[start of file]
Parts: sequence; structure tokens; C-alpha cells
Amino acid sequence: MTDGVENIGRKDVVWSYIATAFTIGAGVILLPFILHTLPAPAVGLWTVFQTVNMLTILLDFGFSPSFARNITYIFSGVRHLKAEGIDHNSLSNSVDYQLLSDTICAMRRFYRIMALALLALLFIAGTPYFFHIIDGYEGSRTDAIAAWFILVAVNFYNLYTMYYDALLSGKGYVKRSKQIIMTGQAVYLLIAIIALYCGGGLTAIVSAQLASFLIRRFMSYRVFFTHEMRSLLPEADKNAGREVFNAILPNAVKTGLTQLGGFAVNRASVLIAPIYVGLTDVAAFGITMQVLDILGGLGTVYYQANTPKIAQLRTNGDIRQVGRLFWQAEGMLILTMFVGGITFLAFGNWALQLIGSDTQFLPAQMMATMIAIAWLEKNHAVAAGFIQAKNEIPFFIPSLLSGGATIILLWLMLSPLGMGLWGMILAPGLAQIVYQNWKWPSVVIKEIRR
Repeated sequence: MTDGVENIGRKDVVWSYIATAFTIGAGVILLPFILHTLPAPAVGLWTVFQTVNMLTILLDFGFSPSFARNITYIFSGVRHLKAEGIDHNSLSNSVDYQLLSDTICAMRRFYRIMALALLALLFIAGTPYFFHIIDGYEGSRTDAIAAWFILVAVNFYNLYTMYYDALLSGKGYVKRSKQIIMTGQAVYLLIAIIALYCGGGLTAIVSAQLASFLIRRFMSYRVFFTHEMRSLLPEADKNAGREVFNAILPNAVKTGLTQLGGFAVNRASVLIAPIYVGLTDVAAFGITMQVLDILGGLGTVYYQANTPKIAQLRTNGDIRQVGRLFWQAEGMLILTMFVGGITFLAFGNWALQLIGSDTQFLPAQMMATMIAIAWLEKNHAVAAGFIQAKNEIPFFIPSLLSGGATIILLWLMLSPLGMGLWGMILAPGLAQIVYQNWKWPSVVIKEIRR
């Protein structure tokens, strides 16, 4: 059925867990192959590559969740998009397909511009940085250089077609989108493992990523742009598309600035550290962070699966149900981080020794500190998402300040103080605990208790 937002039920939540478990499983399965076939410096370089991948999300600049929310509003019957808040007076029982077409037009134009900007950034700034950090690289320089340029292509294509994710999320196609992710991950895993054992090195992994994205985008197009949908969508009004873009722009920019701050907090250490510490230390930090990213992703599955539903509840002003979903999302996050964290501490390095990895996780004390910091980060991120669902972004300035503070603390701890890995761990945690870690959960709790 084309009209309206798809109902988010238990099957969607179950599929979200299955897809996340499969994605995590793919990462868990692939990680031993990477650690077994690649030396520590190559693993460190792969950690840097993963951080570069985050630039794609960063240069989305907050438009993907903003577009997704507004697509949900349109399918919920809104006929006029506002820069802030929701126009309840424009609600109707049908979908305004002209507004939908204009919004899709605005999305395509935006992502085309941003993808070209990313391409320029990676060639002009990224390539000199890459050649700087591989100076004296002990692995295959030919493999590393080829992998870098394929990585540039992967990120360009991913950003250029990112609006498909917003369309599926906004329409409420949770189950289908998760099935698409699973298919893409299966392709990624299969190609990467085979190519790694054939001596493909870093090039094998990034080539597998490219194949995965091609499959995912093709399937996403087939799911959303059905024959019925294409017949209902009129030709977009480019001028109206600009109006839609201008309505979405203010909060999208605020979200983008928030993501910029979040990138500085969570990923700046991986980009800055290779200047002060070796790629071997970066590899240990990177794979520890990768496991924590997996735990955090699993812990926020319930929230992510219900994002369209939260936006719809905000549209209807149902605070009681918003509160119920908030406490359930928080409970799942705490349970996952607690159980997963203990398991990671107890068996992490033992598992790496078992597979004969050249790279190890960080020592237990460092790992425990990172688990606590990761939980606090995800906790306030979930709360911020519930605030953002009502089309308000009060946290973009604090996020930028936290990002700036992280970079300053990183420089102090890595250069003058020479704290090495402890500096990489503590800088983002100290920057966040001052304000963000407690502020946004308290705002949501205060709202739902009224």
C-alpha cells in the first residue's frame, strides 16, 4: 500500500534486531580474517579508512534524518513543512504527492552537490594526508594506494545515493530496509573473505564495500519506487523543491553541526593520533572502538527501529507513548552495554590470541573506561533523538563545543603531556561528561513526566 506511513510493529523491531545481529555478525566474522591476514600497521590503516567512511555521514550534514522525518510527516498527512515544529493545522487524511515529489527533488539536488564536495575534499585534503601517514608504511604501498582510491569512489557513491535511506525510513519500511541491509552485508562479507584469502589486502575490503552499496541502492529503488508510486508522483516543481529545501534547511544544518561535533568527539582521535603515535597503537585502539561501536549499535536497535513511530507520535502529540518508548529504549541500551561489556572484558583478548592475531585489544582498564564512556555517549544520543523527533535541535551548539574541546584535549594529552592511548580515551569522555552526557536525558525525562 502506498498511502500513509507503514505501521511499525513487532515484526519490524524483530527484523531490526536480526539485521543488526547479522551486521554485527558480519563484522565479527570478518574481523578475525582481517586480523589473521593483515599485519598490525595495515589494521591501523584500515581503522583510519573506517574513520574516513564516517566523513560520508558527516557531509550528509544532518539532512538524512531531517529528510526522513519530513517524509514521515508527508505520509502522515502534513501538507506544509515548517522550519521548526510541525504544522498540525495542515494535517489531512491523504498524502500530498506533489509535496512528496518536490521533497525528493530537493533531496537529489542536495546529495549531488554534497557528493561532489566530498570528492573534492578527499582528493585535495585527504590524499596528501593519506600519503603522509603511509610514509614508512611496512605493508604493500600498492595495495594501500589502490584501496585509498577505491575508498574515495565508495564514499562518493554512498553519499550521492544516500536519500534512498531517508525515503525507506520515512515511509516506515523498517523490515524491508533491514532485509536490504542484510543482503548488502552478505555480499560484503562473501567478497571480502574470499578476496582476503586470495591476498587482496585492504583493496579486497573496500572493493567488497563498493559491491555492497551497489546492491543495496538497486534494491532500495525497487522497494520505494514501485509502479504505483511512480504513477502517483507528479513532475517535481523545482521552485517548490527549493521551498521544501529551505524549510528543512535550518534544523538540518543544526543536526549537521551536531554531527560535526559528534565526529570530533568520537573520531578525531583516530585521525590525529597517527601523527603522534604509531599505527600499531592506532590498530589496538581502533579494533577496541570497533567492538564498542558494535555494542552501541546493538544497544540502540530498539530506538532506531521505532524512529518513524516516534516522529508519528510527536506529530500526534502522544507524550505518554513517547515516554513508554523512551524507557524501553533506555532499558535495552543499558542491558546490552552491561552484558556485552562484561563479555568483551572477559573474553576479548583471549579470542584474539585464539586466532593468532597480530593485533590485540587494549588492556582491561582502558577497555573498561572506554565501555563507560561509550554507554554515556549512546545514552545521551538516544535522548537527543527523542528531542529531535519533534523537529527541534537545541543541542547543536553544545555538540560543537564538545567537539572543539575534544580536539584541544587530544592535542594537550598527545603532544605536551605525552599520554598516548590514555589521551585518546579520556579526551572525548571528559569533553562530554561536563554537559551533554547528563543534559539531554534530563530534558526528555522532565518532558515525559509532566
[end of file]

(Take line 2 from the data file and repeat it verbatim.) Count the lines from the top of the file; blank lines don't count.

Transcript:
Amino acid sequence: MTDGVENIGRKDVVWSYIATAFTIGAGVILLPFILHTLPAPAVGLWTVFQTVNMLTILLDFGFSPSFARNITYIFSGVRHLKAEGIDHNSLSNSVDYQLLSDTICAMRRFYRIMALALLALLFIAGTPYFFHIIDGYEGSRTDAIAAWFILVAVNFYNLYTMYYDALLSGKGYVKRSKQIIMTGQAVYLLIAIIALYCGGGLTAIVSAQLASFLIRRFMSYRVFFTHEMRSLLPEADKNAGREVFNAILPNAVKTGLTQLGGFAVNRASVLIAPIYVGLTDVAAFGITMQVLDILGGLGTVYYQANTPKIAQLRTNGDIRQVGRLFWQAEGMLILTMFVGGITFLAFGNWALQLIGSDTQFLPAQMMATMIAIAWLEKNHAVAAGFIQAKNEIPFFIPSLLSGGATIILLWLMLSPLGMGLWGMILAPGLAQIVYQNWKWPSVVIKEIRR